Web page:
« PreviousContinue »
And greets your highness dearly. [Presents a Letter. Thanks, good sir;
You are kindly welcome.
Iach. All of her, that is out of door, most rich! [Aside. If she be furnish'd with a mind so rare,
She is alone the Arabian bird; and I
Have lost the wager. Boldness be my friend!
Or, like the Parthian, I shall flying fight;
Rather, directly fly.
Imo. [reads]-He is one of the noblest note, to whose kindnesses I am most infinitely tied. Reflect upon him accordingly, as you value your truest
So far I read aloud:
But even the very middle of my heart
Is warm'd by the rest, and takes it thankfully.
You are as welcome, worthy sir, as I
Have words to bid you; and shall find it so,
In all that I can do.
Thanks, fairest lady.
What! are men mad? Hath nature given them eyes
What makes your admiration? Iach. It cannot be i' the eye; for apes and monkeys, 'Twixt two such shes, would chatter this way, and Contemn with mows the other: Nor i' the judgment; For idiots, in this case of favour, would
Be wisely definite: Nor i' the appetite;
Imo. What is the matter, trow?
(That satiate yet unsatisfied desire,
The cloyed will,
That tub both fill'd and running,) ravening first
The lamb, longs after for the garbage.
Thus raps you? Are you well?
What, dear sir,
Iach. Thanks, madam; well:-'Beseech, you, sir, de
My man's abode where I did leave him: he
Is strange and peevish.
To give him welcome.
I was going, sir,
Imo. Continues well my lord? His health, 'beseech
Iach. Well, madam.
Imo. Is he dispos'd to mirth? I hope, he is.
Iach. Exceeding pleasant; none a stranger there
So merry and so gamesome: he is call'd
The Briton reveller.
He did incline to sadness; and oft-times
Not knowing why.
When he was here,
I never saw him sad.
There is a Frenchman his companion, one
An eminent monsieur, that, it seems, much loves
The thick sighs from him; while the jolly Briton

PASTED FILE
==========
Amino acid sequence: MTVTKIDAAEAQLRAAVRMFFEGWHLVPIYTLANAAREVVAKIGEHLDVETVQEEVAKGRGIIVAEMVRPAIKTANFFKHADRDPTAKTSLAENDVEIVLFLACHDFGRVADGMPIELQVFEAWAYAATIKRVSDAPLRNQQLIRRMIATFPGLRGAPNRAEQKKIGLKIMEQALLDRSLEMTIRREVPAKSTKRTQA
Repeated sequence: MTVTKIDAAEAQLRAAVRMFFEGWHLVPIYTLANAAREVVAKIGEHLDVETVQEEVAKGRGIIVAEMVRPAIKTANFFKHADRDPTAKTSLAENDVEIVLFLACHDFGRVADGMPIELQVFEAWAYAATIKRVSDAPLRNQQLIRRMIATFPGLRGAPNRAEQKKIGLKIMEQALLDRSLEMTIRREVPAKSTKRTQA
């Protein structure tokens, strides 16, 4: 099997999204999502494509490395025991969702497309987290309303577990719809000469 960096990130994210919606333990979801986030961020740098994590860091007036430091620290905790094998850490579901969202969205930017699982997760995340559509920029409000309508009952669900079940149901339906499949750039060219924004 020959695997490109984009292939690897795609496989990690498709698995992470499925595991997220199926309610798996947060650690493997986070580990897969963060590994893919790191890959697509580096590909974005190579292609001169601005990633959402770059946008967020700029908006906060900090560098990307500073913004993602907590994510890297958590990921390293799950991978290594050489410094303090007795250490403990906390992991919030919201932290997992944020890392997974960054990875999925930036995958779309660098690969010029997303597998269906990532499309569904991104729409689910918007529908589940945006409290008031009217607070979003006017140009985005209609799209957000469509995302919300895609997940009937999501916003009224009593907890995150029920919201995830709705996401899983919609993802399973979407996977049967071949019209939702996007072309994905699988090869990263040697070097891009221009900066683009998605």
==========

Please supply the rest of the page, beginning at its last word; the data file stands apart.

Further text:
What woman is, yea, what she cannot choose
Will my lord say so?
Iach. Ay, madam; with his eyes in flood with laughter. It is a recreation to be by,
And hear him mock the Frenchman: but, heavens know, Some men are much to blame.
Not he, I hope.
Iach. Not he: But yet heaven's bounty towards him
Be us'd more thankfully. In himself, 'tis much;
Whilst I am bound to wonder, I am bound
To pity too.
What do you pity, sir?
Iach. Two creatures, heartily.
Am I one, sir?
You look on me; What wreck discern you in me,
Deserves your pity?
To hide me from the radiant sun, and solace
I' the dungeon by a snuff?
I was about to say, enjoy your—But
You do seem to know
Something of me, or what concerns me; 'Pray you, (Since doubting things go ill, often hurts more Than to be sure they do: For certainties
Either are past remedies; or, timely knowing,
Had I this cheek
Iach. To bathe my lips upon; this hand, whose touch, Whose every touch, would force the feeler's soul To the oath of loyalty; this object, which Takes prisoner the wild motion of mine eye, Fixing it only here: should I (damn'd then) Slaver with lips as common as the stairs That mount the Capitol; join gripes with hands Made hard with hourly falsehood (falsehood, as With labour;) then lie peeping in an eye, Base and unlustrous as the smoky light That's fed with stinking tallow; it were fit, That all the plagues of hell should at one time Encounter such revolt.
Has forgot Britain.
My lord, I fear,
And himself. Not I,
Inclin'd to this intelligence, pronounce
The beggary of his change; but 'tis your graces
Let me hear no more
Iach. O dearest soul! your cause doth strike my With pity, that doth make me sick. A lady
So fair, and fasten'd to an empery,
Would make the great'st king double! to be partner'd With tomboys, hir'd with that self-exhibition
Which your own coffers yield! with diseas'd ventures, That play with all infirmities for gold
Which rottenness can lend nature! such boil'd stuff,
Or she, that bore you, was no queen, and you
How should I be reveng'd? If this be true,
Should he make me
Live like Diana's priest, betwixt cold sheets;
In your despite, upon your purse? Revenge it.
What ho, Pisanio!
Iach. Let me my service tender on your lips. Imo. Away!-I do condemn mine ears, that have So long attended thee.-If thou wert honourable, Thou wouldst have told this tale for virtue, not For such an end thou seek'st; as base, as strange. Thou wrong'st a gentleman, who is as far From thy report, as thou from honour; and Solicit'st here a lady, that disdains
Thee and the devil alike.What ho, Pisanio
The king my father shall be made acquainted
Country call'd his! and you his mistress, only
Half all men's hearts are his.
You make amends.
Iach. He sits 'mongst men, like a descended god: He hath a kind of honour sets him off,
More than a mortal seeming. Be not angry,
Which you know, cannot err: The love I bear him
Imo. All's well, sir: Take my power i' the court for
Iach. My humble thanks. I had almost forgot
To entreat your grace but in a small request,
And yet of moment too, for it concerns
Pray, what is 't?
Iach. Some dozen Romans of us, and your lord,